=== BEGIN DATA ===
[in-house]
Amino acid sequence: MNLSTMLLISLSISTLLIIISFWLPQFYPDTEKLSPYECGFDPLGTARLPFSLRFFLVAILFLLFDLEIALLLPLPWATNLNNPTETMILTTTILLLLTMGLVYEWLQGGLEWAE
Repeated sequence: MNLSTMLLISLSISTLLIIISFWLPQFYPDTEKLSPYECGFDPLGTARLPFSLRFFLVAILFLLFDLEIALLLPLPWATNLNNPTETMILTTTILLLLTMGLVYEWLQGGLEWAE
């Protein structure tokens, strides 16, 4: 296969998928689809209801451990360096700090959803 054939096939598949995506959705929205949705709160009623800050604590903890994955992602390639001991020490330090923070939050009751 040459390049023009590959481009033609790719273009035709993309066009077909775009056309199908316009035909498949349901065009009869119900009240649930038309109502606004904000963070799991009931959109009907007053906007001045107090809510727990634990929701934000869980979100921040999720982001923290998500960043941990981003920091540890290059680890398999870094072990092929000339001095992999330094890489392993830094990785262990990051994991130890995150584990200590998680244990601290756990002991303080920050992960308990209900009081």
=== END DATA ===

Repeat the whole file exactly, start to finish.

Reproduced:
[in-house]
Amino acid sequence: MNLSTMLLISLSISTLLIIISFWLPQFYPDTEKLSPYECGFDPLGTARLPFSLRFFLVAILFLLFDLEIALLLPLPWATNLNNPTETMILTTTILLLLTMGLVYEWLQGGLEWAE
Repeated sequence: MNLSTMLLISLSISTLLIIISFWLPQFYPDTEKLSPYECGFDPLGTARLPFSLRFFLVAILFLLFDLEIALLLPLPWATNLNNPTETMILTTTILLLLTMGLVYEWLQGGLEWAE
């Protein structure tokens, strides 16, 4: 296969998928689809209801451990360096700090959803 054939096939598949995506959705929205949705709160009623800050604590903890994955992602390639001991020490330090923070939050009751 040459390049023009590959481009033609790719273009035709993309066009077909775009056309199908316009035909498949349901065009009869119900009240649930038309109502606004904000963070799991009931959109009907007053906007001045107090809510727990634990929701934000869980979100921040999720982001923290998500960043941990981003920091540890290059680890398999870094072990092929000339001095992999330094890489392993830094990785262990990051994991130890995150584990200590998680244990601290756990002991303080920050992960308990209900009081």